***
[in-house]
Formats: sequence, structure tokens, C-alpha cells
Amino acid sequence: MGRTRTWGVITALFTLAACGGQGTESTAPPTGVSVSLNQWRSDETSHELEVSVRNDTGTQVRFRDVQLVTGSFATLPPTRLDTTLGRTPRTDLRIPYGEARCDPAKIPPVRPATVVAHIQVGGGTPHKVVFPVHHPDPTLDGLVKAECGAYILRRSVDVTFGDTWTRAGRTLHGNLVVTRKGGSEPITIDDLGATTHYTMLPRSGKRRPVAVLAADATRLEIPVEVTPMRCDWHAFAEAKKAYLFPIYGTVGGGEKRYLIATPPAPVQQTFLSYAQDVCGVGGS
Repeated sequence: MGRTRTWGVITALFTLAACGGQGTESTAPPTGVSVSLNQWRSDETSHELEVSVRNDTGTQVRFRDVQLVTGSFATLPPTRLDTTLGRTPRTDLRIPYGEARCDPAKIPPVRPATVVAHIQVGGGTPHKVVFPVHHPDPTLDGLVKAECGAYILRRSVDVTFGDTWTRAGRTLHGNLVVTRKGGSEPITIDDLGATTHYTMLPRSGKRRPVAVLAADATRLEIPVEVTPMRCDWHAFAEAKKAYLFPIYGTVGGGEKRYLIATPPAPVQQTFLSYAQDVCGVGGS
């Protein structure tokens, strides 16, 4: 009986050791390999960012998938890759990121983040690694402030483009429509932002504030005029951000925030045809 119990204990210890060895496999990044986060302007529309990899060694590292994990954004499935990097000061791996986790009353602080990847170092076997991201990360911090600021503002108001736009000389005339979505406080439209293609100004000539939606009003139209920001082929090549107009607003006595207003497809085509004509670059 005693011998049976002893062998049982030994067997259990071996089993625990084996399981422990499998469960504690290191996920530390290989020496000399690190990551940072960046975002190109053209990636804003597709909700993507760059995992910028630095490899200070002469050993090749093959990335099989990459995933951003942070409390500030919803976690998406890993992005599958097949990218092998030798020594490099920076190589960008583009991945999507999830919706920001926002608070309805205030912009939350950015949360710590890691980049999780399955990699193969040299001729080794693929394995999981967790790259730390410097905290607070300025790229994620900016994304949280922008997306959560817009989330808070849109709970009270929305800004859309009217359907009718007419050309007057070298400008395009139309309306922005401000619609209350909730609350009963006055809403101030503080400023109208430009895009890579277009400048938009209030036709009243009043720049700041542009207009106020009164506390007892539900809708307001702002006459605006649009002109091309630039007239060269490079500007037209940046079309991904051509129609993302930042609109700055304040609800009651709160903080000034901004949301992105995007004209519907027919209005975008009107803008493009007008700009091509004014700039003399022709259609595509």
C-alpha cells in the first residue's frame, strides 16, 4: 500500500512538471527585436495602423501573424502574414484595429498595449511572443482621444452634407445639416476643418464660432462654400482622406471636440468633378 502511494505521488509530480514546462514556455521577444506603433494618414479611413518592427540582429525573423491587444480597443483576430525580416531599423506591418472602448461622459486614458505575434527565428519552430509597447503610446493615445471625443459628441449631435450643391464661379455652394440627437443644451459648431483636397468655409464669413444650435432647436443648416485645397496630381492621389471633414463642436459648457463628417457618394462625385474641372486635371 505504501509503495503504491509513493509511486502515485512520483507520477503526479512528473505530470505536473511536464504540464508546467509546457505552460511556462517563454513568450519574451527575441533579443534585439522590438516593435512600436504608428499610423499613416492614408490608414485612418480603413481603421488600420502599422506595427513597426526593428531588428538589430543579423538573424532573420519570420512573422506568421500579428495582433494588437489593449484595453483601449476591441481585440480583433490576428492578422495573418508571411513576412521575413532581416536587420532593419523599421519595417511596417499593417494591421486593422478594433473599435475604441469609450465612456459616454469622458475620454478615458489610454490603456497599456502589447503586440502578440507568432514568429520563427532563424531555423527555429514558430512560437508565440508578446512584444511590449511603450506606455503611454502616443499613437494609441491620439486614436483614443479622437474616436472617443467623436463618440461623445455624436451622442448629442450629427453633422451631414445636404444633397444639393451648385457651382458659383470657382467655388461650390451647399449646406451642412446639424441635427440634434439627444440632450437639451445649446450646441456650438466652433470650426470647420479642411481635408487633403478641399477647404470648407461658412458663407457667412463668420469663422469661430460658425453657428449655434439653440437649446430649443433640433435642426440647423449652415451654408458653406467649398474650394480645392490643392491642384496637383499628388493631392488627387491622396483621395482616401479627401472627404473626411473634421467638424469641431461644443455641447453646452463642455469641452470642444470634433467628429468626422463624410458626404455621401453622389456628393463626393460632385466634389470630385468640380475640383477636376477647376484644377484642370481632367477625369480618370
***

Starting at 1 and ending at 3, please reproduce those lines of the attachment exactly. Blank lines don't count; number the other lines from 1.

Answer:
[in-house]
Formats: sequence, structure tokens, C-alpha cells
Amino acid sequence: MGRTRTWGVITALFTLAACGGQGTESTAPPTGVSVSLNQWRSDETSHELEVSVRNDTGTQVRFRDVQLVTGSFATLPPTRLDTTLGRTPRTDLRIPYGEARCDPAKIPPVRPATVVAHIQVGGGTPHKVVFPVHHPDPTLDGLVKAECGAYILRRSVDVTFGDTWTRAGRTLHGNLVVTRKGGSEPITIDDLGATTHYTMLPRSGKRRPVAVLAADATRLEIPVEVTPMRCDWHAFAEAKKAYLFPIYGTVGGGEKRYLIATPPAPVQQTFLSYAQDVCGVGGS